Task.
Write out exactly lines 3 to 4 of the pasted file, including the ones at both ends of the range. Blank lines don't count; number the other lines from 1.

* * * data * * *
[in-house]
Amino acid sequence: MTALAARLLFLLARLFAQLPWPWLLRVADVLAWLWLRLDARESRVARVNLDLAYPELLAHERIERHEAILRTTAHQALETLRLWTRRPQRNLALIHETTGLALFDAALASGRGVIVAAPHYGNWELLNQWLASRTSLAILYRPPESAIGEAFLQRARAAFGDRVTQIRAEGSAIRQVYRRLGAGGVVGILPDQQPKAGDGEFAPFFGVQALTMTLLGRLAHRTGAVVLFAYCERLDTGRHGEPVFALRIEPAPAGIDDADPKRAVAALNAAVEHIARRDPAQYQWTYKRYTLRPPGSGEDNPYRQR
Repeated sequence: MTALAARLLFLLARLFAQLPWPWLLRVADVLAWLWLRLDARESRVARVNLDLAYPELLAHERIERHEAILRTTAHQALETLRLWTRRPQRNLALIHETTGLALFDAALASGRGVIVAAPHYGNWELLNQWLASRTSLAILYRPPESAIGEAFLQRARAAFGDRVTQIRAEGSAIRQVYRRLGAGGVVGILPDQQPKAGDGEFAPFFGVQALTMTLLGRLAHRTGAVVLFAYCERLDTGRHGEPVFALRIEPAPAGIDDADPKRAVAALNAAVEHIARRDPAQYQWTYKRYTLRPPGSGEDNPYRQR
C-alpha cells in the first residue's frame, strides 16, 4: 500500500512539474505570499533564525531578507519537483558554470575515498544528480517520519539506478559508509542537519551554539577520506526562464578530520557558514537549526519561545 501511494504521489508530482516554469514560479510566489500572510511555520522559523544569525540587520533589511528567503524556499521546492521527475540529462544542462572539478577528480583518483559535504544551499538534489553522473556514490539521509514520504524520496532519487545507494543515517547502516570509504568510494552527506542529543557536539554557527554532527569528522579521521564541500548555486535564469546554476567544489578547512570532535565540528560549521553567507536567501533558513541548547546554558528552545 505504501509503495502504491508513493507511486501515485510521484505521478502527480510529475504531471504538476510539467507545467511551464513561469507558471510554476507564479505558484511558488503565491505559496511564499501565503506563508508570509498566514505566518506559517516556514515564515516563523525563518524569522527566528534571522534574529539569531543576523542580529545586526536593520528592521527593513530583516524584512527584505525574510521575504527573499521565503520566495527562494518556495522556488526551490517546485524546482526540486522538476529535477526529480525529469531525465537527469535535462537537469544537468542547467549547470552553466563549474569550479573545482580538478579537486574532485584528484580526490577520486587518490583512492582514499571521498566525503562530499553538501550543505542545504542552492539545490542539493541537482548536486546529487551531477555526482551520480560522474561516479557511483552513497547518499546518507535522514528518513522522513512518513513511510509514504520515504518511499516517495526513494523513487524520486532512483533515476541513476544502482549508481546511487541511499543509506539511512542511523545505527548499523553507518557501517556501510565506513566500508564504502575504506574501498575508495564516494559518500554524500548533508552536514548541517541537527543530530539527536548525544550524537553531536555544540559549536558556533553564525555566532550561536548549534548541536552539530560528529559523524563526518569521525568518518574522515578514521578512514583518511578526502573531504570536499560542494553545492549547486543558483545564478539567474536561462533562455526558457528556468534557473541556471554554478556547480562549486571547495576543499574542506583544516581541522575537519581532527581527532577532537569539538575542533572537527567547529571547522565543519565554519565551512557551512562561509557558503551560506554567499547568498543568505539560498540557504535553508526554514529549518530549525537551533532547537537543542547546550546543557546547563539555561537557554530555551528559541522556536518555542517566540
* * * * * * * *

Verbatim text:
Repeated sequence: MTALAARLLFLLARLFAQLPWPWLLRVADVLAWLWLRLDARESRVARVNLDLAYPELLAHERIERHEAILRTTAHQALETLRLWTRRPQRNLALIHETTGLALFDAALASGRGVIVAAPHYGNWELLNQWLASRTSLAILYRPPESAIGEAFLQRARAAFGDRVTQIRAEGSAIRQVYRRLGAGGVVGILPDQQPKAGDGEFAPFFGVQALTMTLLGRLAHRTGAVVLFAYCERLDTGRHGEPVFALRIEPAPAGIDDADPKRAVAALNAAVEHIARRDPAQYQWTYKRYTLRPPGSGEDNPYRQR
C-alpha cells in the first residue's frame, strides 16, 4: 500500500512539474505570499533564525531578507519537483558554470575515498544528480517520519539506478559508509542537519551554539577520506526562464578530520557558514537549526519561545 501511494504521489508530482516554469514560479510566489500572510511555520522559523544569525540587520533589511528567503524556499521546492521527475540529462544542462572539478577528480583518483559535504544551499538534489553522473556514490539521509514520504524520496532519487545507494543515517547502516570509504568510494552527506542529543557536539554557527554532527569528522579521521564541500548555486535564469546554476567544489578547512570532535565540528560549521553567507536567501533558513541548547546554558528552545 505504501509503495502504491508513493507511486501515485510521484505521478502527480510529475504531471504538476510539467507545467511551464513561469507558471510554476507564479505558484511558488503565491505559496511564499501565503506563508508570509498566514505566518506559517516556514515564515516563523525563518524569522527566528534571522534574529539569531543576523542580529545586526536593520528592521527593513530583516524584512527584505525574510521575504527573499521565503520566495527562494518556495522556488526551490517546485524546482526540486522538476529535477526529480525529469531525465537527469535535462537537469544537468542547467549547470552553466563549474569550479573545482580538478579537486574532485584528484580526490577520486587518490583512492582514499571521498566525503562530499553538501550543505542545504542552492539545490542539493541537482548536486546529487551531477555526482551520480560522474561516479557511483552513497547518499546518507535522514528518513522522513512518513513511510509514504520515504518511499516517495526513494523513487524520486532512483533515476541513476544502482549508481546511487541511499543509506539511512542511523545505527548499523553507518557501517556501510565506513566500508564504502575504506574501498575508495564516494559518500554524500548533508552536514548541517541537527543530530539527536548525544550524537553531536555544540559549536558556533553564525555566532550561536548549534548541536552539530560528529559523524563526518569521525568518518574522515578514521578512514583518511578526502573531504570536499560542494553545492549547486543558483545564478539567474536561462533562455526558457528556468534557473541556471554554478556547480562549486571547495576543499574542506583544516581541522575537519581532527581527532577532537569539538575542533572537527567547529571547522565543519565554519565551512557551512562561509557558503551560506554567499547568498543568505539560498540557504535553508526554514529549518530549525537551533532547537537543542547546550546543557546547563539555561537557554530555551528559541522556536518555542517566540